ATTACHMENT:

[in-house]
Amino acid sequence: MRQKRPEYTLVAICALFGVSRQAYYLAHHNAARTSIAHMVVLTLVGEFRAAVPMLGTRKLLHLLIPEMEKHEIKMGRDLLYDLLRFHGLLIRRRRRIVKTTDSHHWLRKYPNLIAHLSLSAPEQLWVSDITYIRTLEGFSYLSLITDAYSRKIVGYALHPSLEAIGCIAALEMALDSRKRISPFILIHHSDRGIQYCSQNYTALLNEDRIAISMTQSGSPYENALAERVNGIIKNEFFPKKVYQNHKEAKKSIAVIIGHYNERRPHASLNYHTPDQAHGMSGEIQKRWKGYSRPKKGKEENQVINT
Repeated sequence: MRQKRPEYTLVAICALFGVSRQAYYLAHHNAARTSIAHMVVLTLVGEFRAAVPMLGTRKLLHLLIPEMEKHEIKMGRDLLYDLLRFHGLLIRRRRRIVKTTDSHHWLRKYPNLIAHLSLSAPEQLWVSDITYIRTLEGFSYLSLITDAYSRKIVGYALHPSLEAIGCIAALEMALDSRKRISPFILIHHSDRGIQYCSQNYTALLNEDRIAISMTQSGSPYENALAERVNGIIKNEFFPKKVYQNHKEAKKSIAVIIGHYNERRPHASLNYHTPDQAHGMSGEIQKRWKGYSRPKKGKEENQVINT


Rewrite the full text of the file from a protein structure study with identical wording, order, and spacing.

[in-house]
Amino acid sequence: MRQKRPEYTLVAICALFGVSRQAYYLAHHNAARTSIAHMVVLTLVGEFRAAVPMLGTRKLLHLLIPEMEKHEIKMGRDLLYDLLRFHGLLIRRRRRIVKTTDSHHWLRKYPNLIAHLSLSAPEQLWVSDITYIRTLEGFSYLSLITDAYSRKIVGYALHPSLEAIGCIAALEMALDSRKRISPFILIHHSDRGIQYCSQNYTALLNEDRIAISMTQSGSPYENALAERVNGIIKNEFFPKKVYQNHKEAKKSIAVIIGHYNERRPHASLNYHTPDQAHGMSGEIQKRWKGYSRPKKGKEENQVINT
Repeated sequence: MRQKRPEYTLVAICALFGVSRQAYYLAHHNAARTSIAHMVVLTLVGEFRAAVPMLGTRKLLHLLIPEMEKHEIKMGRDLLYDLLRFHGLLIRRRRRIVKTTDSHHWLRKYPNLIAHLSLSAPEQLWVSDITYIRTLEGFSYLSLITDAYSRKIVGYALHPSLEAIGCIAALEMALDSRKRISPFILIHHSDRGIQYCSQNYTALLNEDRIAISMTQSGSPYENALAERVNGIIKNEFFPKKVYQNHKEAKKSIAVIIGHYNERRPHASLNYHTPDQAHGMSGEIQKRWKGYSRPKKGKEENQVINT